A. Boone staking claim to third

Sunday, August 30, 1998

The Cincinnati Enquirer

Aaron Boone is hitting .286 since he was called up.
(Ryan Miller photo)
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It is supposed to be the other way around. A player's average usually goes down after a promotion.

Not with Aaron Boone. The Reds third baseman hit .241 at Triple-A Indianapolis; he's hitting .286 since he was called up to Cincinnati on July 31.

So what gives?

"Maybe it's because he's facing better pitching up here," Reds manager Jack McKeon said.

Whatever it is, it would appear Boone has played himself into contention for the third baseman's job in 1999.

"Absolutely," Reds General Manager Jim Bowden said. "He's contending for it right row."

His main competition is Paul Konerko, the power hitter Reds obtained from the Los Angeles Dodgers in the Jeff Shaw deal. Konerko has been playing third at Indianapolis since Boone was recalled. With Sean Casey set at first, and Dmitri Young set in left field, third base looks like the competitive spot. But a trade remains a possibility.

"Obviously, if Aaron Boone, Sean Casey, Dmitri Young and Paul Konerko continue to play well," Bowden said, "they'll have to be a trade. We'd do that when we could get something we need, like starting pitching."

Konerko has hit well at Indianapolis -- .309, five homers, 28 RBI in 29 games. He'll be called up Sept. 1 when the rosters are expanded, Bowden said.

"He would have been called up sooner," Bowden said, "if one them -- Casey, Young or Boone -- had failed."

Boone got his opportunity when Pokey Reese, who won the third base job (for this season at least), broke his thumb.

"You don't want it to happen that way," Boone said. "But all you want is an opportunity."

If Konerko hadn't been struggling with the Reds, Boone might not have gotten the chance. Immediately after the trade, Konerko was given the third base job.

Boone was concerned about other things.

Boone was starting to come out of his slump when he was called up. He hit .318 in his last 21 games in Triple-A.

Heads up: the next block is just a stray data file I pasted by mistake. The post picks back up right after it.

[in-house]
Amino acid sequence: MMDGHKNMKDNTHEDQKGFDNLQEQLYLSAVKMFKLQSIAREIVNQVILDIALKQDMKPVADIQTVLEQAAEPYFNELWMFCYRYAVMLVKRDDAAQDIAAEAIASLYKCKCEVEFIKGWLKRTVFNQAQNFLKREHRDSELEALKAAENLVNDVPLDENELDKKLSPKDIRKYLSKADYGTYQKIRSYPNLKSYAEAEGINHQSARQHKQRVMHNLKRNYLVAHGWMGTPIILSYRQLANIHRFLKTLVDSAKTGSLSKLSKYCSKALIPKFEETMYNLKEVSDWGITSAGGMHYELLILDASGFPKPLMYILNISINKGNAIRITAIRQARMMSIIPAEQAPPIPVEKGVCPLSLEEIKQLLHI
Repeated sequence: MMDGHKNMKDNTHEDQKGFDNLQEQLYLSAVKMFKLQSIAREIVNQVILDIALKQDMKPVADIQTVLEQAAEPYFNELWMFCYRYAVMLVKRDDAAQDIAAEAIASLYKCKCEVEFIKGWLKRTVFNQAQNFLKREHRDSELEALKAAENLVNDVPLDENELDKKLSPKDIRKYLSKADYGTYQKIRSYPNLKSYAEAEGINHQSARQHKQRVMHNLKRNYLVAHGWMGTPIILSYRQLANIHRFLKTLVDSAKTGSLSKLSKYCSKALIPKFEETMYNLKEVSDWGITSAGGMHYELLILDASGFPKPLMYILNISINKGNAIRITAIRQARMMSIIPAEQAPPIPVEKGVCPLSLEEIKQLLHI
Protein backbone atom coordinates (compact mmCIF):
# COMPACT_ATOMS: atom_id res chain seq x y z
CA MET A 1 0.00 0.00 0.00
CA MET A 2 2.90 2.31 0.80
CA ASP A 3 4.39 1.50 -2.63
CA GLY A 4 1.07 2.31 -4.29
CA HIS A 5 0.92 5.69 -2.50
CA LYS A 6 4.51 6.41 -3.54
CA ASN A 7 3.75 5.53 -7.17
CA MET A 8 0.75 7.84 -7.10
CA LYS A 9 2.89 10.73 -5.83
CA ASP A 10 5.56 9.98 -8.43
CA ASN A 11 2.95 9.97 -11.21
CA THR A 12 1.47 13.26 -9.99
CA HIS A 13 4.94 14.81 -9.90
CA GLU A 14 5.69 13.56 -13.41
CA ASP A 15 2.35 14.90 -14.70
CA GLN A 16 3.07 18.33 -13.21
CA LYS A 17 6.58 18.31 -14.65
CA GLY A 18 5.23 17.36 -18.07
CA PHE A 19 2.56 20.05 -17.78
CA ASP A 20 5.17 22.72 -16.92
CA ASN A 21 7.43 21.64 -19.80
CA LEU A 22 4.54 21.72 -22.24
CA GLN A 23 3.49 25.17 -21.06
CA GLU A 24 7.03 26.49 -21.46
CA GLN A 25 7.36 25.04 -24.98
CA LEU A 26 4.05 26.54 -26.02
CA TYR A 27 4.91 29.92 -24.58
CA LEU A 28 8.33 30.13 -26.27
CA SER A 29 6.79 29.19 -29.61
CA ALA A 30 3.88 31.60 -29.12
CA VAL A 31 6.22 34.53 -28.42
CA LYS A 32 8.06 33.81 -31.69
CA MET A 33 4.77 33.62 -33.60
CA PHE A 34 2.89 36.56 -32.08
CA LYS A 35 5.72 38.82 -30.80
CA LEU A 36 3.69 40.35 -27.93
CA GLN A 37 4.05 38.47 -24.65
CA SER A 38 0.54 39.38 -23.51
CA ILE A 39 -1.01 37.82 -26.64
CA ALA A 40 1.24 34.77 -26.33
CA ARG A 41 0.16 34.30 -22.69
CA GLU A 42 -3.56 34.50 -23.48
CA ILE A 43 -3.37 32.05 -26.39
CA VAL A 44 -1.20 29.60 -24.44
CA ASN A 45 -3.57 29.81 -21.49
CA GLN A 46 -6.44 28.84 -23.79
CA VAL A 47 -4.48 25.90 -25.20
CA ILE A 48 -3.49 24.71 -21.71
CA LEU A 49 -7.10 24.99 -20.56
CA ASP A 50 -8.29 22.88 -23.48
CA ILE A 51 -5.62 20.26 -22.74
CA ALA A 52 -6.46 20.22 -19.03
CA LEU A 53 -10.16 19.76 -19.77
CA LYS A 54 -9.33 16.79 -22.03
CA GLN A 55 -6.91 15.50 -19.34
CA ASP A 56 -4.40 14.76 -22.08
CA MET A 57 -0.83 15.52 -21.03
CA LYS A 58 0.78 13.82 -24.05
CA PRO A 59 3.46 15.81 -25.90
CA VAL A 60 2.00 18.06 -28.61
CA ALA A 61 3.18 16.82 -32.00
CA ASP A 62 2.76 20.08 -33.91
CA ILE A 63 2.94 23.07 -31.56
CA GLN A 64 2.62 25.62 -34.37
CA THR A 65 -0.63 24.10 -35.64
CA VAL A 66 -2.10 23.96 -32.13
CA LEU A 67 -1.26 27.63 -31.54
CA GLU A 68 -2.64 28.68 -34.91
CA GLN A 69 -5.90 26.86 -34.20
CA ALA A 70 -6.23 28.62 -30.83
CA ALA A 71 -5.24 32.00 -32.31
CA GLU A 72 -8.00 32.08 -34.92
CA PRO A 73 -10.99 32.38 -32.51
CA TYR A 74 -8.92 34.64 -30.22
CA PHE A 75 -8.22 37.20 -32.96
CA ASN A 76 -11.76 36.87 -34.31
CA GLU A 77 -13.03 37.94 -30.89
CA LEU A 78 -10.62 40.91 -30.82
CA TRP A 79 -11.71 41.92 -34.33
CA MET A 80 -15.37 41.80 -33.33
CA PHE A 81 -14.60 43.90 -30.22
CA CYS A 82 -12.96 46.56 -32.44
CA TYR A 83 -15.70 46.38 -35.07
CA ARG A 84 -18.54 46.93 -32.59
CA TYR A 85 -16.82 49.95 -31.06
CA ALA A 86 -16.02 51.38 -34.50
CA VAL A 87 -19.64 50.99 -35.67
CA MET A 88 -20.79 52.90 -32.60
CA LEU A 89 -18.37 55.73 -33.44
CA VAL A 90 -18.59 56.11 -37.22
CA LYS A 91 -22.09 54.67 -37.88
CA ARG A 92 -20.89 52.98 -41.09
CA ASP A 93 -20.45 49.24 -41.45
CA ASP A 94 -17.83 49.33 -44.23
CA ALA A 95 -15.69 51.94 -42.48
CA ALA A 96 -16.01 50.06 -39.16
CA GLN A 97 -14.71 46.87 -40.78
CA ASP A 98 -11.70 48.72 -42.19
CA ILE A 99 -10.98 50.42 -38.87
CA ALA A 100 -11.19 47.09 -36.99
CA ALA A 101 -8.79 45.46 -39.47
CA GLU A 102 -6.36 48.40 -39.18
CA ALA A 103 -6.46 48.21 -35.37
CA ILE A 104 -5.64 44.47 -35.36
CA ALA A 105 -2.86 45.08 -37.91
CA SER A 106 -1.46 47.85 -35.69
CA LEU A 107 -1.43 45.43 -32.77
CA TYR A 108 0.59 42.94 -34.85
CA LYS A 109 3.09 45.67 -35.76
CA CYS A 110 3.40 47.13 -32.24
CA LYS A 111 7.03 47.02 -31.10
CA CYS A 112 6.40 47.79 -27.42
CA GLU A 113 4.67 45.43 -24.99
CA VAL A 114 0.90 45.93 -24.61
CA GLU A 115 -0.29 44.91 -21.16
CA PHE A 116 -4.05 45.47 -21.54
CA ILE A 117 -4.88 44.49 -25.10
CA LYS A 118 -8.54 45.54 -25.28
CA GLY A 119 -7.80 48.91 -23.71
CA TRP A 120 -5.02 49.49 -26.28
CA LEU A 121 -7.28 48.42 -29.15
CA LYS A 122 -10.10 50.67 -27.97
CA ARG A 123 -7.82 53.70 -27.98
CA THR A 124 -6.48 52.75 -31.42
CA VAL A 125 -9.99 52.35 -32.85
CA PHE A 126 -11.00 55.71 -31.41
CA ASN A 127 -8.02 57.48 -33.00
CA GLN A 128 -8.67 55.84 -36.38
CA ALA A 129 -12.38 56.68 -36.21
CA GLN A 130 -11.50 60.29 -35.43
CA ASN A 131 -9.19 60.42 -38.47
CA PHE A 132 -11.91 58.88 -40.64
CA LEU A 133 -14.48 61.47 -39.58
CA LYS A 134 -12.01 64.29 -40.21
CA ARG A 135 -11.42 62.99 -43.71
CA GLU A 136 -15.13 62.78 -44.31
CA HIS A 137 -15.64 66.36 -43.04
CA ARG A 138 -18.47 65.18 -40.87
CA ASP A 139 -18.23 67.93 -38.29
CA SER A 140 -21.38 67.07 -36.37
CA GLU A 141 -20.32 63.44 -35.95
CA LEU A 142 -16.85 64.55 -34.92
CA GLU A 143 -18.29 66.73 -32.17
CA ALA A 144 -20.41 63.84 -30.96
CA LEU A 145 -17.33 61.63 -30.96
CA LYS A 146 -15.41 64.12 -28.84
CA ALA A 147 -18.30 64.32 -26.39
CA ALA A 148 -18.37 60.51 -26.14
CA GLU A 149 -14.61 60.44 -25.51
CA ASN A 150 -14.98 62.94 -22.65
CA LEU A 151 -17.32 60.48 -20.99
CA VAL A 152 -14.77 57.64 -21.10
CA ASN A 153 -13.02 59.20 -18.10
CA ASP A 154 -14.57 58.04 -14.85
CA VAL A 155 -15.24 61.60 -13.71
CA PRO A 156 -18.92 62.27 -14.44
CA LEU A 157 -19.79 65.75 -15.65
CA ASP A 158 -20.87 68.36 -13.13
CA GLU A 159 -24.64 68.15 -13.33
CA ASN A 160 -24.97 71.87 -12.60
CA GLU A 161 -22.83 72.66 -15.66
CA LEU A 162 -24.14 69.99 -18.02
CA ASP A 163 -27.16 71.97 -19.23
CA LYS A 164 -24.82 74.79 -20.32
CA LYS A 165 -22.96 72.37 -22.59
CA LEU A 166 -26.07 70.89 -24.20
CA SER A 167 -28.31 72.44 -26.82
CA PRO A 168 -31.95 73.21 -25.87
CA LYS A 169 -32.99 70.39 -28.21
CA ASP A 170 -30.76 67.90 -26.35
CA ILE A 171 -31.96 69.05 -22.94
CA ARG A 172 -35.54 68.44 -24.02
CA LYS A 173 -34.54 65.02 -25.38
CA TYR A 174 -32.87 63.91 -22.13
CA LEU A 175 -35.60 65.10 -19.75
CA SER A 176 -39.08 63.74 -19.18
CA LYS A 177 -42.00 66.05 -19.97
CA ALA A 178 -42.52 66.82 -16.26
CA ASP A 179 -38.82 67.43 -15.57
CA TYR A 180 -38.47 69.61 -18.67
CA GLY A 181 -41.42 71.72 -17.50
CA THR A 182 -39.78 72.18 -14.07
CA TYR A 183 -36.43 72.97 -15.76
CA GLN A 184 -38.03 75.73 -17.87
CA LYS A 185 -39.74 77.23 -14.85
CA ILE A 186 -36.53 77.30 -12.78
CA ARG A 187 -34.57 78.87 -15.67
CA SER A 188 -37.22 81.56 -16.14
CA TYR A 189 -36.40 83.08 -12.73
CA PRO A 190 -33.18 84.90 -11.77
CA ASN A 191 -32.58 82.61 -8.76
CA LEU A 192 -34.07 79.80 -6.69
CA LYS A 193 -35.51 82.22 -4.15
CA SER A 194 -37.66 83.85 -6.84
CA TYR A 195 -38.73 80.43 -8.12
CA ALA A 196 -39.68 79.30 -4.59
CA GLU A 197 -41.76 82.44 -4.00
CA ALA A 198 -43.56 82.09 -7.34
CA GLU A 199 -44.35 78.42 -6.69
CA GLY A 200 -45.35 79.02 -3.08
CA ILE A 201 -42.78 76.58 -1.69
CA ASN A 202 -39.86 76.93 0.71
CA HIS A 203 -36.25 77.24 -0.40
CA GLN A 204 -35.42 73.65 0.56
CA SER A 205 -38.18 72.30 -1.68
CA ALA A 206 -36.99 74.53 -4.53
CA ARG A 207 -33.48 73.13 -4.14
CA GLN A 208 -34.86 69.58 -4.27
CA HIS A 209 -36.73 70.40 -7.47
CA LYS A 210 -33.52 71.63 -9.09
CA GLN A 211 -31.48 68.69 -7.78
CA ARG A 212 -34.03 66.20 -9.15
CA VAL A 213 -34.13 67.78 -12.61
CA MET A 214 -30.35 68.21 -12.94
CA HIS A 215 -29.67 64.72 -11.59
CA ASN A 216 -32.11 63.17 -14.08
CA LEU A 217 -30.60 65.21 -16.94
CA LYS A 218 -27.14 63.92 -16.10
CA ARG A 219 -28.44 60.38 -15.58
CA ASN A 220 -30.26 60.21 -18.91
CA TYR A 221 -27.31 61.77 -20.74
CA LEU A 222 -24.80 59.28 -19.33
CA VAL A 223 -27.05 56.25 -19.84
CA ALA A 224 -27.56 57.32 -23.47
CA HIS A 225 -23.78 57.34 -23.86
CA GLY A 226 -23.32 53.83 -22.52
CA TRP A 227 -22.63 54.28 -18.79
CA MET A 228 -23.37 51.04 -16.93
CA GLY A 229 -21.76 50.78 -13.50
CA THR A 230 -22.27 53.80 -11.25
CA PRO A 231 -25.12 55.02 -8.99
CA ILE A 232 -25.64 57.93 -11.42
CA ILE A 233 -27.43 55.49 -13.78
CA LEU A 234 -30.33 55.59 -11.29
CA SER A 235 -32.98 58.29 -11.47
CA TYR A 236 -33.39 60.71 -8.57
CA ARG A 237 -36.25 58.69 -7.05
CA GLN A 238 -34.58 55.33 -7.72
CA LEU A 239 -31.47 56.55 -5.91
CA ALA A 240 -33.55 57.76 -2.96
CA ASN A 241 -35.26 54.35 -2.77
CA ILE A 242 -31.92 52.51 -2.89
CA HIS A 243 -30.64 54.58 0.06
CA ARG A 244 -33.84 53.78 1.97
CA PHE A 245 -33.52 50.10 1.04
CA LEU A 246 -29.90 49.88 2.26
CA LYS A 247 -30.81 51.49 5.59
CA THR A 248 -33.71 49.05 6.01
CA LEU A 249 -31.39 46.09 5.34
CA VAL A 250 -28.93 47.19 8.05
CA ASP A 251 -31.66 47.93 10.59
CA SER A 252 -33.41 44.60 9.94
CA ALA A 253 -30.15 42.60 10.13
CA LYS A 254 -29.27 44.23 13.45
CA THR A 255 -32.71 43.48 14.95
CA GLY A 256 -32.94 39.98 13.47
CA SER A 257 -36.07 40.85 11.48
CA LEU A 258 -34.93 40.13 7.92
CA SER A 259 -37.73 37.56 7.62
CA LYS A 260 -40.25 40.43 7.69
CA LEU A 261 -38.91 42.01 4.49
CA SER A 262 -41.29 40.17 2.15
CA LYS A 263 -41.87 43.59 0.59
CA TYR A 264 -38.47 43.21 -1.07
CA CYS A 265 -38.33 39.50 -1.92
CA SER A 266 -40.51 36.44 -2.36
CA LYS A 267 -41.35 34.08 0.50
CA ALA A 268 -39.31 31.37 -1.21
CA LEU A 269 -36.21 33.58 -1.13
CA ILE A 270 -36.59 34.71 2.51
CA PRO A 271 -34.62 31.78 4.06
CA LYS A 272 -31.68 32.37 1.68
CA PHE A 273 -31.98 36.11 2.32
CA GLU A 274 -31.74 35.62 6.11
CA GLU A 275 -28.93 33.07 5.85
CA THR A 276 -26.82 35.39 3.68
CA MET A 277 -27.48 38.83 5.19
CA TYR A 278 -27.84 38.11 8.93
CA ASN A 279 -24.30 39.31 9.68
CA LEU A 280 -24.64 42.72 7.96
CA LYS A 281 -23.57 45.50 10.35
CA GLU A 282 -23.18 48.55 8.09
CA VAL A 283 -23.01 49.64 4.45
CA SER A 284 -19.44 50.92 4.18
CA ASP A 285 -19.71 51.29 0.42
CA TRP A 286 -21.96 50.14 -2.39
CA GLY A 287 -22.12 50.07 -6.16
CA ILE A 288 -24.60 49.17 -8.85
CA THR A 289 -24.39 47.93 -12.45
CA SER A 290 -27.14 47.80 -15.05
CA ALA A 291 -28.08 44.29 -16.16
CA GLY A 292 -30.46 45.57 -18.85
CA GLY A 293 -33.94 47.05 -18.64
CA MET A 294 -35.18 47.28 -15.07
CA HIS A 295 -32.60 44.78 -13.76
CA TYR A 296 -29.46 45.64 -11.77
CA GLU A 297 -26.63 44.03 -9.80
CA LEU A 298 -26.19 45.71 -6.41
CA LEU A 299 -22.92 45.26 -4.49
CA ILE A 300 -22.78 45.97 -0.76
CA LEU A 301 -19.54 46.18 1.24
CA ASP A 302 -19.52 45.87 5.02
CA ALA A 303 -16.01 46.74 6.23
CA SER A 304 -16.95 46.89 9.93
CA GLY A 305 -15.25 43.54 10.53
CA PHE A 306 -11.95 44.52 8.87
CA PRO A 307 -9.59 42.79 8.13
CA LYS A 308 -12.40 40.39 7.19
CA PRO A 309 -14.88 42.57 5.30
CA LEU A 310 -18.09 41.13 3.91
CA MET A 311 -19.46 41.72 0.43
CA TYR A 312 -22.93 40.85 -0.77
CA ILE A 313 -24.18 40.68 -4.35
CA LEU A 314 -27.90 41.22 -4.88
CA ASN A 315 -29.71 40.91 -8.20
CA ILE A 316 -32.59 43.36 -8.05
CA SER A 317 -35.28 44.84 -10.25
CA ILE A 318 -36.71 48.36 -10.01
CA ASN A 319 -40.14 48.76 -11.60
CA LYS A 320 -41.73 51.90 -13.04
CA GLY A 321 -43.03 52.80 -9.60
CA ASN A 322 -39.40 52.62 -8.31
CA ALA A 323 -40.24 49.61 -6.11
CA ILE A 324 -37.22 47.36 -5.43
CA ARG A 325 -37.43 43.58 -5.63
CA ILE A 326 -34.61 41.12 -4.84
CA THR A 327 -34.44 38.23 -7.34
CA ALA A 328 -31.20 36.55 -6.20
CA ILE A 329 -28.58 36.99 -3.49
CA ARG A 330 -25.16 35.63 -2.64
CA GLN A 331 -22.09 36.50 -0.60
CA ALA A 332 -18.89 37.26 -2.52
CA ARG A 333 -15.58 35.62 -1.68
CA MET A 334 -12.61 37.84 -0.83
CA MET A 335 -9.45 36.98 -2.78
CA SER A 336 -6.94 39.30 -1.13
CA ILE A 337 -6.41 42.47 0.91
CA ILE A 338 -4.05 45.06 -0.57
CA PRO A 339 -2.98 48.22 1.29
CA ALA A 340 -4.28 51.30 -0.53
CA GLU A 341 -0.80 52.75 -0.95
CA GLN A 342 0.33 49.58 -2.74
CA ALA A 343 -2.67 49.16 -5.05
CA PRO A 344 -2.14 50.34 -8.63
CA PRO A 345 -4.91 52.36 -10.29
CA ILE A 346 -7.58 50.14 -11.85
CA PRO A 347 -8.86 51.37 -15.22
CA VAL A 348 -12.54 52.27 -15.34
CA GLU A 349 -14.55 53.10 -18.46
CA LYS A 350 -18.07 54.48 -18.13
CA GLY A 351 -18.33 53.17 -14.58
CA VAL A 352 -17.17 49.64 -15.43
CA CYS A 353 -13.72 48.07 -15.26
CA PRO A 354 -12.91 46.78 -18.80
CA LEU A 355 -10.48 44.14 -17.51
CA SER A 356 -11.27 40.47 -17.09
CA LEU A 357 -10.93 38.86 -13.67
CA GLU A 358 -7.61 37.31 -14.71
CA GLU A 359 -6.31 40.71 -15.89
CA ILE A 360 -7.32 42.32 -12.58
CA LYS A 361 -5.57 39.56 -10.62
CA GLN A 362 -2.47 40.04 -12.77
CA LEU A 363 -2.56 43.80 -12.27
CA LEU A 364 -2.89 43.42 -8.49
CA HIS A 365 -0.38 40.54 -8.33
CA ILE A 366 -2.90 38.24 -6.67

Once at Cincinnati, he put together a nine-game hitting streak in which he hit .394. He has hits in 19 of his 25 games with the Reds, including the past five.

Boone, 25, is four years younger than his brother, Bret, the Reds second baseman. But Aaron is a bigger man (6-foot-2, 200 pounds, compared to 5-10, 180) with better power numbers in the minors. Aaron hit 17 homers and 44 doubles in 1996 at Double-A and 22 HRs and 30 doubles in Triple-A last year.

"Let's not get carried away after 20 games," McKeon said of Aaron's performance. "We saw it with guys last year."

Eduardo Perez, Chris Stynes and Jon Nunnally all earned starting job for 1998 by playing well at the end of 1997. But all three lost them by struggling early in '98.

"There are a lot of one-year phenomenons," McKeon said. "To be good, you've got to do it consistently. But (Aaron) seems to be adjusting better this year."

Boone thinks those two horrible months at Indianapolis, where he struggled to hit stay above .200, helped him.

"I had never been through that," he said. "I went through the minor leagues pretty easily. I hadn't had many bumps in the road. Sometime struggling can help more than success . . . if you learn from it. I think I learned from it."

Aaron Boone's adjustment to the majors has been easier because his brother plays just across the infield.

"It helps," he said. "Not so much on the field, but with the other stuff. Like I didn't have to worry about getting a place to stay. It helps having a veteran on the team who is your brother."

Boone's grandfather, Ray, and father, Bob, also played in the majors, so the Boones are constantly making baseball history. For example, one night, Bret and Aaron could become the first brothers to hit back-to-back homers since Paul and Lloyd Waner did it in 1938.

"We'll look back on historical stuff later and enjoy it," Aaron said.

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